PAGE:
Richard Carlson’s Don’t Sweat the Small Stuff book series literally changed my life.

After 9 years of living in the US, I moved back home to India in April 2011. At my farewell lunch, I asked my mentor Stuart Berlin for parting words of wisdom. “Don’t Sweat the Small Stuff”, he replied instantly.

These words resonated well with me. Letting small stuff ruin my life was a favorite pastime of mine. I still keep in touch with this hobby every now and then. “Of course, you know the second part of the advice”, Stu continued. I confessed I didn’t.

“It’s all small stuff”
Wow. This was mind-blowing.

Don’t Sweat the Small Stuff started my self-transformation journey. I got my hands on other books in the series:

  • Don’t Sweat the Small Stuff at Work
  • Don’t Sweat the Small Stuff in Love
  • Don’t Sweat the Small Stuff Workbook
  • Don’t Sweat the Small Stuff for Men
  • Don’t Sweat the Small Stuff for Teens (!)

Here are some lessons from the books that stayed with me

1 — Don’t Sweat the Small Stuff

Appears in the book: Don’t Sweat the Small Stuff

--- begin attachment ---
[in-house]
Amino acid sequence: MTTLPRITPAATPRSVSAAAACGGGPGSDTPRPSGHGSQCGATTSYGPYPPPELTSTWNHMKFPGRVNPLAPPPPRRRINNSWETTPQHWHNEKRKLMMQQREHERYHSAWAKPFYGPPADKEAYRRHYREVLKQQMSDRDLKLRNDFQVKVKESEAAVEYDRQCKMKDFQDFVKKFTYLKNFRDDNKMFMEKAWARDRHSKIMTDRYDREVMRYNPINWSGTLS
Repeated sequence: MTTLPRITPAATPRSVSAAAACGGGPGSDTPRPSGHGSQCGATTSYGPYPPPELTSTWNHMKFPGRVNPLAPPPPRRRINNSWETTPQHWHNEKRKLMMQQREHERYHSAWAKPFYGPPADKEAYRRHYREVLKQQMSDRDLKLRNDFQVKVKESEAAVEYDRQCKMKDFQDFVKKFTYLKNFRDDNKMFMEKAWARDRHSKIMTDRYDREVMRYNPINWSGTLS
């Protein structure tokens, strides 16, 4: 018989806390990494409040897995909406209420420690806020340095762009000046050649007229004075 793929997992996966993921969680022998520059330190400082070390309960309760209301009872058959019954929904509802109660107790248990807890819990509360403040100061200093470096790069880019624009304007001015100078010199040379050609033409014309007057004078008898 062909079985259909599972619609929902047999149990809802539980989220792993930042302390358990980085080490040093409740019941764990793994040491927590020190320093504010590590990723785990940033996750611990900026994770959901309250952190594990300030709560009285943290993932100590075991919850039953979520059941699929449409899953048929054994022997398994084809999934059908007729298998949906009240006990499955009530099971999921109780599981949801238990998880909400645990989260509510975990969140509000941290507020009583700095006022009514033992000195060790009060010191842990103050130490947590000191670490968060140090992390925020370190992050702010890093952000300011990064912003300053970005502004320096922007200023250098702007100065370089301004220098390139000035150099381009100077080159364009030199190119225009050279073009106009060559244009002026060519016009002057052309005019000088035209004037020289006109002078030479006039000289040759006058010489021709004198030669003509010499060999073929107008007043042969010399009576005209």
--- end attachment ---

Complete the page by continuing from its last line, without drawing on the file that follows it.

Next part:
It is amazing how people blow things out of proportion. All the time.

I know I’ve been a routine offender. I still plead guilty sometimes. The good news is I’ve reduced the number of occasions I make a mountain out of a molehill.

“Don’t Sweat the Small Stuff” is powerful advice that comes handy all the time.

2 — Don’t Go There

Appears in the book: Don’t Sweat the Small Stuff at Work

Richard Carlson’s married friend told him he was thinking of having an affair.

Richard Carlson simply said “Don’t go there”.

These simple words carry great power. Carlson’s friend did not have the affair and saved his marriage.

The words “Don’t Go There” have immense power.

Human beings are lemming-like — we have a tendency to self-sabotage. We know we are sabotaging ourselves, yet we can’t stop ourselves.

In those circumstances, the words “Don’t Go There” can potentially stop us from committing the act of self-sabotage.

3 — What Gives You the Right to Speak This Way?

Appears in the book: Don’t Sweat the Small Stuff at Work

Richard Carlson recounts a real-life incident from a television producer.